Air Pollution

Introduction

Although air pollution from ships does not have the direct cause and effect associated with, for example, an oil spill incident, the cumulative effect of this air pollution contributes to the overall air quality problems encountered by populations in many regions, and also affects the natural environment, such as tough acid rain.

Preventing and combating air pollution caused by shipping has been a key focus of REMPEC’s work over recent years. The Centre has made great efforts to promote the ratification and implementation of the crucial international conventions, such as MARPOL Annex VI by the coastal states of the Mediterranean Sea. In addition, REMPEC is currently concentrating on contributing to the possible designation of Mediterranean Sea as an Emission Control Area for sulphur oxides (Med SOx ECA), by means of:

Med SOx ECA

To tackle the hazardous effects of pollutants emitted from ships, in particular the Sulphur oxides (SOx) on human health and the environment in the Mediterranean Sea, various actors in the region, including REMPEC are uniting and combining their efforts to push forward the possible designation of the Mediterranean Sea as an Emission Control Area for sulphur oxides (Med SOx ECA).

As per Regulation 14 of MARPOL Annex VI, certain limits are imposed on the sulphur content of the fuel oil used on board ships, which are subject to a series of step changes over the years:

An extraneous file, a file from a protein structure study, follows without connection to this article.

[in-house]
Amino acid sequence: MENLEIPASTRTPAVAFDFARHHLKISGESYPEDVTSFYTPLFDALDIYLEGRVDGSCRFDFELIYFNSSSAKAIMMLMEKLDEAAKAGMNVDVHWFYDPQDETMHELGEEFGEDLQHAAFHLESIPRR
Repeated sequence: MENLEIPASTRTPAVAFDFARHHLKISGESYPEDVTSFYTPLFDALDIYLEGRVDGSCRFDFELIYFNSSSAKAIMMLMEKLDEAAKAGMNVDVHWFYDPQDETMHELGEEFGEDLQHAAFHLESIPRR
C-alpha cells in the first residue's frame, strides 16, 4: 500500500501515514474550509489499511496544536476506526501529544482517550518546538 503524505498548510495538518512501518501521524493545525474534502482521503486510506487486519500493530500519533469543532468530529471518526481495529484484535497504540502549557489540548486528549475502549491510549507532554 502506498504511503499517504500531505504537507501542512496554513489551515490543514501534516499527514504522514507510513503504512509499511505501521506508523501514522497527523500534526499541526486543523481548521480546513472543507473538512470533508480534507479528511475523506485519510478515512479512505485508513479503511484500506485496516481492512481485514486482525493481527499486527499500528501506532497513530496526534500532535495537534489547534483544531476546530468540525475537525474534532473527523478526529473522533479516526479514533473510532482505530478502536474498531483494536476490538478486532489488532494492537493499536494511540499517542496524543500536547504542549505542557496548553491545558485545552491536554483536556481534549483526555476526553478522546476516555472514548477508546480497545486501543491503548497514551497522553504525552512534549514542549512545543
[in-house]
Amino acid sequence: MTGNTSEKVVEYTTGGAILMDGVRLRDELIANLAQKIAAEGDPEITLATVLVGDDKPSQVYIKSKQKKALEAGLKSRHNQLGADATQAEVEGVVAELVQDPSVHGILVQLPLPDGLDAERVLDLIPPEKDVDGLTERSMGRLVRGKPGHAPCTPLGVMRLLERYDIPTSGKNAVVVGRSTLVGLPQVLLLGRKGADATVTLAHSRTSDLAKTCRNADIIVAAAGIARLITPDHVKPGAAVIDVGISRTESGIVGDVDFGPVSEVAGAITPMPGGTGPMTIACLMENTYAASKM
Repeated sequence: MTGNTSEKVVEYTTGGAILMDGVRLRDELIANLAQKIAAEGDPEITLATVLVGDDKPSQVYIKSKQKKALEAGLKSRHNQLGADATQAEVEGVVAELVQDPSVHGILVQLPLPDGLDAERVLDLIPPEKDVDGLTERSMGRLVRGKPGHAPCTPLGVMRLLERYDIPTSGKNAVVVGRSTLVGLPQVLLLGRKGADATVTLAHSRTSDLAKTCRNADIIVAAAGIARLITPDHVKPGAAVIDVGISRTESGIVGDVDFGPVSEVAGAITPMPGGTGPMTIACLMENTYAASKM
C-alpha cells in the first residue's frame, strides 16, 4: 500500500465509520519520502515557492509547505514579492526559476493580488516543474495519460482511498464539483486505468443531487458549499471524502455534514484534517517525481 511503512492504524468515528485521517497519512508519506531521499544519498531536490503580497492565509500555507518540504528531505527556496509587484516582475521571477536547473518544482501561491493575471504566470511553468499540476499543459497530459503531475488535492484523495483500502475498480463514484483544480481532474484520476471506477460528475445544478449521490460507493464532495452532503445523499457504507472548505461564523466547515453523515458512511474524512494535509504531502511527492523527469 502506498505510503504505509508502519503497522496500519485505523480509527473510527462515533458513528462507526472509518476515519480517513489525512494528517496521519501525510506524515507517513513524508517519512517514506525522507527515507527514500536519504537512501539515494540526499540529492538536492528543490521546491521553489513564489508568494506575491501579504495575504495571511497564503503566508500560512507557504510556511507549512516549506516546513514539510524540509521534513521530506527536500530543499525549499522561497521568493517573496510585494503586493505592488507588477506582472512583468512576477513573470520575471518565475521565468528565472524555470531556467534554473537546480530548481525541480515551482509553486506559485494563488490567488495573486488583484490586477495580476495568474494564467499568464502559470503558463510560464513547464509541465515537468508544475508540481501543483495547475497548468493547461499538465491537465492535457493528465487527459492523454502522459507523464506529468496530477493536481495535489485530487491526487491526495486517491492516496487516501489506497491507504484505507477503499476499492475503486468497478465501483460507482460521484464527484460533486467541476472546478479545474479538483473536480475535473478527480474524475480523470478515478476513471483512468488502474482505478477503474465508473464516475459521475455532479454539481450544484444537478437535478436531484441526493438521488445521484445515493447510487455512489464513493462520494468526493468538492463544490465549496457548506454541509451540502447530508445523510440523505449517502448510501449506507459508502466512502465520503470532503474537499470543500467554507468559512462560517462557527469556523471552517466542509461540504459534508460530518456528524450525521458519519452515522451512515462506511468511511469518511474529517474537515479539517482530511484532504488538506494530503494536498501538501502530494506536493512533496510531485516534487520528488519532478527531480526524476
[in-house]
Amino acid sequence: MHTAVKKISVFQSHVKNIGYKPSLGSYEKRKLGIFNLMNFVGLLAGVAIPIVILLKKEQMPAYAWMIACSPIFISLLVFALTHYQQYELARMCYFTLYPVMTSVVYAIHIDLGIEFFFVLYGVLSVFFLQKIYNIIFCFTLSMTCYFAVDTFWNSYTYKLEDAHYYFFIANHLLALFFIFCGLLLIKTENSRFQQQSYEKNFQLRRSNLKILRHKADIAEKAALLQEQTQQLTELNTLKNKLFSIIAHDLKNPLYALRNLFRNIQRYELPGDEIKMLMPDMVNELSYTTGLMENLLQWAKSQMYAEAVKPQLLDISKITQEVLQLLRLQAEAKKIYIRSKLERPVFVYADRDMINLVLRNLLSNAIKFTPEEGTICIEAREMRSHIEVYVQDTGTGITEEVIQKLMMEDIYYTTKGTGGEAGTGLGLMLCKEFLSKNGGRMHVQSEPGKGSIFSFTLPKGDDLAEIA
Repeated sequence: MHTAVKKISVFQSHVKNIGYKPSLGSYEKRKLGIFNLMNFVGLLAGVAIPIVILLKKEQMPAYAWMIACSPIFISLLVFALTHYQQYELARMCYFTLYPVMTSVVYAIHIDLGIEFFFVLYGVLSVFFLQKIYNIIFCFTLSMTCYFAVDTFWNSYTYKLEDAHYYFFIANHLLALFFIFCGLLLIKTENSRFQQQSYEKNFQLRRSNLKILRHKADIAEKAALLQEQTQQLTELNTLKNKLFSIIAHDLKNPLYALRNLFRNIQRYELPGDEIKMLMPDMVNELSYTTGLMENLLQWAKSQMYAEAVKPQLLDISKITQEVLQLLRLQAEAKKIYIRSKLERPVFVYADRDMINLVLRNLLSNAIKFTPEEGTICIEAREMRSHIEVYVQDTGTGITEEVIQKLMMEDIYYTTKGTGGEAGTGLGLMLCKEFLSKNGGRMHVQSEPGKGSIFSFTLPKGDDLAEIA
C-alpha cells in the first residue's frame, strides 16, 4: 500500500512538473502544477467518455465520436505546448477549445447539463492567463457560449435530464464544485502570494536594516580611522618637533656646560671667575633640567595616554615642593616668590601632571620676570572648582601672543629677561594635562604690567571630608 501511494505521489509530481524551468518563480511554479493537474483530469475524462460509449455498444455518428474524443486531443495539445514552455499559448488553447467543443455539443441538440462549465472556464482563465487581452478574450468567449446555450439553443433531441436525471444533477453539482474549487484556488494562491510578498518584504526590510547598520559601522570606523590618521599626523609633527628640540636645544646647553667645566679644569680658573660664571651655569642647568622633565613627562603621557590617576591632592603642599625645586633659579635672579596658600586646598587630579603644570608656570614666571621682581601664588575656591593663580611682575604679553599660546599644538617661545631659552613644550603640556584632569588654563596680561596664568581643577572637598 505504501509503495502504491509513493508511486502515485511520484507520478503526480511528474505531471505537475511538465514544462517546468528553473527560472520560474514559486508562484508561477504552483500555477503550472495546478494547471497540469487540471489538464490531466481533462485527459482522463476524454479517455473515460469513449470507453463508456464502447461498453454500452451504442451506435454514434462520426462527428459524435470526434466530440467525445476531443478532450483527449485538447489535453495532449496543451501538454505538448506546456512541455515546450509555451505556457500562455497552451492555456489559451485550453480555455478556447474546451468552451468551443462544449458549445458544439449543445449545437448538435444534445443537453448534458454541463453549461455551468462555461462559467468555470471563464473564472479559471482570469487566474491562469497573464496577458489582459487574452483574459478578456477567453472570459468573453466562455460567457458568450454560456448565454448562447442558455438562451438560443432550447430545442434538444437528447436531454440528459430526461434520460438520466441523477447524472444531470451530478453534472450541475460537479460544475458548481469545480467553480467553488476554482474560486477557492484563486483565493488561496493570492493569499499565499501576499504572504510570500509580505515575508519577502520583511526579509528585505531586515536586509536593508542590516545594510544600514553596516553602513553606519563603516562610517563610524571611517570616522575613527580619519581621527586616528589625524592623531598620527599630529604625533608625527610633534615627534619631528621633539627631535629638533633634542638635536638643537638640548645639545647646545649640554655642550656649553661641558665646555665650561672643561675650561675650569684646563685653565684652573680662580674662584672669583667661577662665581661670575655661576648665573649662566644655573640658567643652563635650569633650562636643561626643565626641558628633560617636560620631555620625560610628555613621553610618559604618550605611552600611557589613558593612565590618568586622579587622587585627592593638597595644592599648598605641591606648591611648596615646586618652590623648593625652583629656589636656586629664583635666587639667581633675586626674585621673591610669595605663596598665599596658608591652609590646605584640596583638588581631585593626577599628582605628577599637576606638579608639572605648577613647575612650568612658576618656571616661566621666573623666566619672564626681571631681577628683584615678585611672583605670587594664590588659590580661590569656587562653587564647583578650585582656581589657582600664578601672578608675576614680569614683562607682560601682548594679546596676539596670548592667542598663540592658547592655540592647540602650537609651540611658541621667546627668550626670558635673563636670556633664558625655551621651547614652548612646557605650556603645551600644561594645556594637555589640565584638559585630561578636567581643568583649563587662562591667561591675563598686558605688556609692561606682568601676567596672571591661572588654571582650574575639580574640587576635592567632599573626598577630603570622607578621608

Outside an ECA established to limit SOx and particulate matter emissions

Inside an ECA established to limit SOx and particulate matter emissions

4.50% m/m prior to 1 January 2012

1.50% m/m prior to 1 July 2010

3.50% m/m on and after 1 January 2012

1.00% m/m on and after 1 July 2010

0.50% m/m on and after 1 January 2020*

0.10% m/m on and after 1 January 2015

* as required under regulation 14, a review as to the availability of the required fuel oil was undertaken. MEPC 70 (October 2016) considered an assessment of fuel oil avilability and it was decided that the fuel oil standard (0.50% m/m) shall become effective on 1 January 2020 (resolution MEPC.280(70)).

In accordance with the Technical and Feasibility Study conducted by REMPEC, the designation of Med SOx ECA would result in the following outcomes:

  • emissions would be lowered by 78.7% for SOx and 23.7% for PM2.5, when comparing to the IMO sulphur cap (0.5%).
  • the potential to avoid 1,000 premature deaths, more than 2,000 cases of childhood asthmas.
  • acidification impacts on aquatic systems by wet sulphate and dry sulphate depositions would be reduced by 1.16% and 1.95% respectively, while the maximum percent decreases could reach 14.23% and 48.13% respectively in certain parts of the region.
  • a reduction in haze with improved visibility, which would be notably felt over the Straits of Gibraltar and northern Morocco and Algeria, and along the main shipping lane connecting the Straits of Gibraltar, Malta, and towards the Suez.

Legal Instruments

The key international regulatory framework regarding the requirements to control emissions from ships is established by Annex VI of MARPOL.

 

The ratification status of MARPOL Annex VI in the Mediterranean region:

MARPOL Annex VI.PNG